Much of the benefit comes from eliminating or lowering tariffs and increasing the number of products that can be exported either duty free or at a reduced rate under tariff rate quotas.
For example, the TPP agreement would lower the tariff that Japan applies to U.S. fresh, chilled and frozen beef cuts from 38.5% to 27.5 percent when the agreement goes into force and drop down to 9 percent over 15 years. These changes would level the playing field for U.S. beef versus Australian beef which currently enjoys a similar tariff treatment under an existing Free Trade Agreement with Japan. Duties on more than 65% of tariff lines would be eliminated on pork within 11 years and on nearly 80% within 16 years.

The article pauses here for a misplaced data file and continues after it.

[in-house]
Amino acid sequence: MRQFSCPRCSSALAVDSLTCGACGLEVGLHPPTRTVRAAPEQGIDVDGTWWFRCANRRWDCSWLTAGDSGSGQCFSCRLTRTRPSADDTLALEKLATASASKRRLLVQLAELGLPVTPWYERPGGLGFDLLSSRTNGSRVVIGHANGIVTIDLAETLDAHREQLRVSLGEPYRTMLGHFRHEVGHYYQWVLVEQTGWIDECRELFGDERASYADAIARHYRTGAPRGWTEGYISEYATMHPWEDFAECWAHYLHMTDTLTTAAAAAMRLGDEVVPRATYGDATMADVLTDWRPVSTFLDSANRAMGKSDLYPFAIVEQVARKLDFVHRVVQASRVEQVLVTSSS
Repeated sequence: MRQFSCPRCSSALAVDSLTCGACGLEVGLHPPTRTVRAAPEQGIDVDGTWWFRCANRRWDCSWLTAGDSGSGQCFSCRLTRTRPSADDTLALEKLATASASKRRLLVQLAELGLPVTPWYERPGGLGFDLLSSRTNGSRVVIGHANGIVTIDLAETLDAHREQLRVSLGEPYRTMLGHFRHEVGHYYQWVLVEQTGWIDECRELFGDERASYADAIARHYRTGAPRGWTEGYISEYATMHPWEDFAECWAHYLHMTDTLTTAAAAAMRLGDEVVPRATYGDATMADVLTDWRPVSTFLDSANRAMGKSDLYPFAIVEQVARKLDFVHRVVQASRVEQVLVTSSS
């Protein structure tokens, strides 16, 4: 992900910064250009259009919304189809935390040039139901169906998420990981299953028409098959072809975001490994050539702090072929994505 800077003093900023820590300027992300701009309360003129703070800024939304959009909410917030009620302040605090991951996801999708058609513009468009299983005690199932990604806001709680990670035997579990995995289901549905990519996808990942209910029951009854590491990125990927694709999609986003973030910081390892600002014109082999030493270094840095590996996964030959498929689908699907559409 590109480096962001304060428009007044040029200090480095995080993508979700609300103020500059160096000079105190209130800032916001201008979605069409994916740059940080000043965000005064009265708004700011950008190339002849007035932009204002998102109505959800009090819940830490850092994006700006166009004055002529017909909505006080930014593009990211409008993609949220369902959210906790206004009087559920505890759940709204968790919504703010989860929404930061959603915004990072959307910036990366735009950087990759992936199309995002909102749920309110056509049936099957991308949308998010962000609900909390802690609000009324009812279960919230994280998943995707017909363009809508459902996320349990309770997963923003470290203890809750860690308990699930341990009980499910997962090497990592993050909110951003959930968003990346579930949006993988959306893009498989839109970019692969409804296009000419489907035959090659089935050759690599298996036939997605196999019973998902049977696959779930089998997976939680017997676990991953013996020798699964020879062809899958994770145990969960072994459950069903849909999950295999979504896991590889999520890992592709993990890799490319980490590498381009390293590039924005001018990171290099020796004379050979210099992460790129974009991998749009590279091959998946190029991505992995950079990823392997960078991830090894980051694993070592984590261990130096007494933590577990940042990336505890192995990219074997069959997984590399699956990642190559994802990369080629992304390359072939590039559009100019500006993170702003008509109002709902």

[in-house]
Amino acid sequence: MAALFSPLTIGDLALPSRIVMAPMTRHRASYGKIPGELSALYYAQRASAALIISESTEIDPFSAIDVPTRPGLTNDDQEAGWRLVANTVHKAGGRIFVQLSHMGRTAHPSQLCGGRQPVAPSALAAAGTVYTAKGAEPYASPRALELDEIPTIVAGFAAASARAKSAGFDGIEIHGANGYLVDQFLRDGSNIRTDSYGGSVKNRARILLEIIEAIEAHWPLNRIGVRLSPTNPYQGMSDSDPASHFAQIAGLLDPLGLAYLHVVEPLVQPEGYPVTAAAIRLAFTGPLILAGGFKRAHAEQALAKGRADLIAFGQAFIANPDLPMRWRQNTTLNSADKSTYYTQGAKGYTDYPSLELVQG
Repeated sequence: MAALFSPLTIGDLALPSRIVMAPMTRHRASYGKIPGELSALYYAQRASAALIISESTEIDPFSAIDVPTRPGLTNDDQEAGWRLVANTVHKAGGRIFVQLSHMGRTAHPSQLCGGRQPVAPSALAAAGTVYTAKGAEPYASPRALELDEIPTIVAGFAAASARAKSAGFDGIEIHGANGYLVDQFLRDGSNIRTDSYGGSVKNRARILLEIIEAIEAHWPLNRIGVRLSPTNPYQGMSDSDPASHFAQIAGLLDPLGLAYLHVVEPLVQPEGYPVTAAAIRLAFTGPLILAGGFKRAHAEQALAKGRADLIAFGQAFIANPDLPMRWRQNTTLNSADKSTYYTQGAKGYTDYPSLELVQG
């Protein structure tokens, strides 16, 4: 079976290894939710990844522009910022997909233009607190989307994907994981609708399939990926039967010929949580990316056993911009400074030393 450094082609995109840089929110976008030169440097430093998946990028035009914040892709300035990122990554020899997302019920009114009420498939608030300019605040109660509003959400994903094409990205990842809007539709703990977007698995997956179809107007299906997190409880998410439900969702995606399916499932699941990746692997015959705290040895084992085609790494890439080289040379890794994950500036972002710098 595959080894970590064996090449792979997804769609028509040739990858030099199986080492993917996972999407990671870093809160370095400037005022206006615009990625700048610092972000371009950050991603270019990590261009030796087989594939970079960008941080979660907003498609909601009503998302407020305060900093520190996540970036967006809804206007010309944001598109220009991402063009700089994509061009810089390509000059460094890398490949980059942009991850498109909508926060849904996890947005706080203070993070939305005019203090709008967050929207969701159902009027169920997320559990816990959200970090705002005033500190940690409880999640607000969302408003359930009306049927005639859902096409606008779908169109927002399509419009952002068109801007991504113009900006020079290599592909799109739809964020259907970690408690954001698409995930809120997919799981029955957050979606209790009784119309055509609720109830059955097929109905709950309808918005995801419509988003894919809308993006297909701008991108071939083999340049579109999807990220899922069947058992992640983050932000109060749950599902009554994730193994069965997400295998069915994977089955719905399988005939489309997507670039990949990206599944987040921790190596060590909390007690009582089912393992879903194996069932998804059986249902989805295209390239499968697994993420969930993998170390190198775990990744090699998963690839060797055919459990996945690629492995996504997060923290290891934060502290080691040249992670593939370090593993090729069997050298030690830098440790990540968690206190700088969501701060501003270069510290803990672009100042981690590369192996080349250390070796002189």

Japan would also create new Tariff Rate Quotas for U.S. wheat and rice. Tariffs for processed wheat products – currently as high as 26 percent – will be eliminated in 6 years. A new duty-free quota would be established for U.S. rice, initially set at 50,000 tons and growing to 70,000 tons in 13 years.
In Vietnam, rice tariffs – currently at 40 percent, would be eliminated within 8 years. And for poultry products, tariffs that can reach as high as 20 percent in Vietnam would be eliminated within 13 years.
The U.S. Trade Representative’s office has outlined what the TPP would mean for major commodities and for top commodities in each state. You can see more on their fact sheets, by product (http://bit.ly/1M6XIUe) and by state (http://bit.ly/1NyqEMw).